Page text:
Each time a quantum event happens with multiple possible outcomes, the universe will split into different branches, each of them realizing one of the possible scenarios. It wasn’t long until these weird laws of the quantum realm made scientists believe that a Multiverse can form if all the possible outcomes of quantum events actually happen in parallel for different branches. As long as we’re all made of quantum particles, such as the planets, galaxies, stars, air, water, and everything else in the universe, why wouldn’t we all exist in other universes as well as copies and outcomes of different possible actions of ours? That seems like a pretty reasonable question once you get used to the odd laws of quantum mechanics.

Could we ever reach other universes?

One definition of other universes is that science could never allow us to ever travel to one of them. If other universes truly exist, they must be very well delimitated from our own universe. But there is a slight theoretical chance that humanity might travel to another universe of the Multiverse, if there are any. Wormholes represent the only theoretical way, although the scenario remains highly farfetched for multiple reasons.

Wormholes don’t occur naturally, which means that someone or something needs to build one for us. In fact, we’re not even sure that wormholes exist, as only the math indicates that they could be somewhere out there.

Creating a wormhole requires an extremely high amount of energy, higher than our planet was ever able to produce. In other words, we can’t make a wormhole, but perhaps some superintelligent alien civilization will make one for us someday, such as what happened in the sci-fi ‘Interstellar’ movie from 2014. Of course, we can’t even be sure that aliens exist, so there you go, another reason to lose faith in the wormhole scenario.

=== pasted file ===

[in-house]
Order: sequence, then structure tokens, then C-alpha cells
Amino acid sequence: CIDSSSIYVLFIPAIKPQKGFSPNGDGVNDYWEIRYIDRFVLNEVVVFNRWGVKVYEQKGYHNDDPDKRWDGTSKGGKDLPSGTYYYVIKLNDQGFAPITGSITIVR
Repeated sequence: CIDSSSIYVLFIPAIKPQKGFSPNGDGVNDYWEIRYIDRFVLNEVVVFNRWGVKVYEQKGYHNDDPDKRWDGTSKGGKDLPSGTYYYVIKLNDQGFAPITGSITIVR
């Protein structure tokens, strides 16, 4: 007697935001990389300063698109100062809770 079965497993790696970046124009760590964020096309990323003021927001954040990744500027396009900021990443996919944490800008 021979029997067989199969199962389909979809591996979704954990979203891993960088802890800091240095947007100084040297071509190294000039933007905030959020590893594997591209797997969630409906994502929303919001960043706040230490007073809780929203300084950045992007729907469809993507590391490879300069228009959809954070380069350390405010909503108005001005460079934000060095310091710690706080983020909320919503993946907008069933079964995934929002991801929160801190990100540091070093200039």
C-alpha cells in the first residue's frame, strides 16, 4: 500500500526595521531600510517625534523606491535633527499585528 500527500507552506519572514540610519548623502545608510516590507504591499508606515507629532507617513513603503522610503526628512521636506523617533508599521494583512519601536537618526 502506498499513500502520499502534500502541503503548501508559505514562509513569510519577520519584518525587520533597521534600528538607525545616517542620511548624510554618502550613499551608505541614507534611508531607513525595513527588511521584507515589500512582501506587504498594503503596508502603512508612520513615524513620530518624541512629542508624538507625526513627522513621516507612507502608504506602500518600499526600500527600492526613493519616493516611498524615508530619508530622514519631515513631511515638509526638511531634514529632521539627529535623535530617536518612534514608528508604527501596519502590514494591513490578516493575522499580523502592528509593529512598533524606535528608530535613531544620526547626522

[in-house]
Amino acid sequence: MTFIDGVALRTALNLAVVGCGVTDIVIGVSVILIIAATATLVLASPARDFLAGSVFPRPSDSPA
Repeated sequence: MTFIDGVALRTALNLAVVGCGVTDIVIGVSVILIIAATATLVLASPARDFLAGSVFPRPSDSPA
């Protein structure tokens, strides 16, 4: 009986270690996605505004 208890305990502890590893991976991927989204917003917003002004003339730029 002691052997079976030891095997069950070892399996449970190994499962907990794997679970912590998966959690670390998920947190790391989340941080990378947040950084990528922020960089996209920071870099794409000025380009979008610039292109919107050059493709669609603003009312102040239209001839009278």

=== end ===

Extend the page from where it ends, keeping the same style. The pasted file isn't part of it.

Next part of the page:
By definition, wormholes are nothing but hypothetical shortcuts through spacetime. While if they somehow exist, they could make us reach other remote regions of the universe, there’s also the possibility (again, only theoretical) that they can open a door for us to another universe. Perhaps the only hope is for scientists to find a way to generate an infinite amount of energy in the future to create a wormhole for us, but at this point, nobody knows how to do that.

Although it’s obvious to anyone at this point that the world can’t yet take the Multiverse scenario seriously, and not because it can be depressing, there are plenty of scientists out there who are very optimistic that we might indeed live in a universe that’s just one of many other universes in existence. Cristian Presura, a Romanian physicist who’s known for creating a smartwatch capable of measuring the pulse, even said that at this point, scientists are almost certain that there are many other universes out there, about 10 to 500 power. That’s more than the number of atoms in our observable universe.

 


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Even since he was a child, Cristian was staring curiously at the stars, wondering about the Universe and our place in it. Today he's seeing his dream come true by writing about the latest news in astronomy. Cristian is also glad to be covering health and other science topics, having significant experience in writing about such fields.